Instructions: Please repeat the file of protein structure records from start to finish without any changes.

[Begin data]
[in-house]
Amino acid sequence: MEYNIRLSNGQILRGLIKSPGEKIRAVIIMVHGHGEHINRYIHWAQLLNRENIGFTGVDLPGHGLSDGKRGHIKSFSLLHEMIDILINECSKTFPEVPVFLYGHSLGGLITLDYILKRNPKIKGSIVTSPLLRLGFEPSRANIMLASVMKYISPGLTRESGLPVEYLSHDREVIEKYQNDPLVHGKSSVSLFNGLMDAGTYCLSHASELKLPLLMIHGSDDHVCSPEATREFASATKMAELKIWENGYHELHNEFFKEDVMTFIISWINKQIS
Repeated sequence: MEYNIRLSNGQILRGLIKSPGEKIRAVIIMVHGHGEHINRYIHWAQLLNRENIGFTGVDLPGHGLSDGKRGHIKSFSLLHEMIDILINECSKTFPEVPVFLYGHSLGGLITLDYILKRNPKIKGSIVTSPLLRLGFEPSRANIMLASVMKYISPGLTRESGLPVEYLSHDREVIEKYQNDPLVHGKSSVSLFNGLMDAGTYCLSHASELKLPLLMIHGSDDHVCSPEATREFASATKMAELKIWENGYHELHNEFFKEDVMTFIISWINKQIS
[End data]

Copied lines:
[in-house]
Amino acid sequence: MEYNIRLSNGQILRGLIKSPGEKIRAVIIMVHGHGEHINRYIHWAQLLNRENIGFTGVDLPGHGLSDGKRGHIKSFSLLHEMIDILINECSKTFPEVPVFLYGHSLGGLITLDYILKRNPKIKGSIVTSPLLRLGFEPSRANIMLASVMKYISPGLTRESGLPVEYLSHDREVIEKYQNDPLVHGKSSVSLFNGLMDAGTYCLSHASELKLPLLMIHGSDDHVCSPEATREFASATKMAELKIWENGYHELHNEFFKEDVMTFIISWINKQIS
Repeated sequence: MEYNIRLSNGQILRGLIKSPGEKIRAVIIMVHGHGEHINRYIHWAQLLNRENIGFTGVDLPGHGLSDGKRGHIKSFSLLHEMIDILINECSKTFPEVPVFLYGHSLGGLITLDYILKRNPKIKGSIVTSPLLRLGFEPSRANIMLASVMKYISPGLTRESGLPVEYLSHDREVIEKYQNDPLVHGKSSVSLFNGLMDAGTYCLSHASELKLPLLMIHGSDDHVCSPEATREFASATKMAELKIWENGYHELHNEFFKEDVMTFIISWINKQIS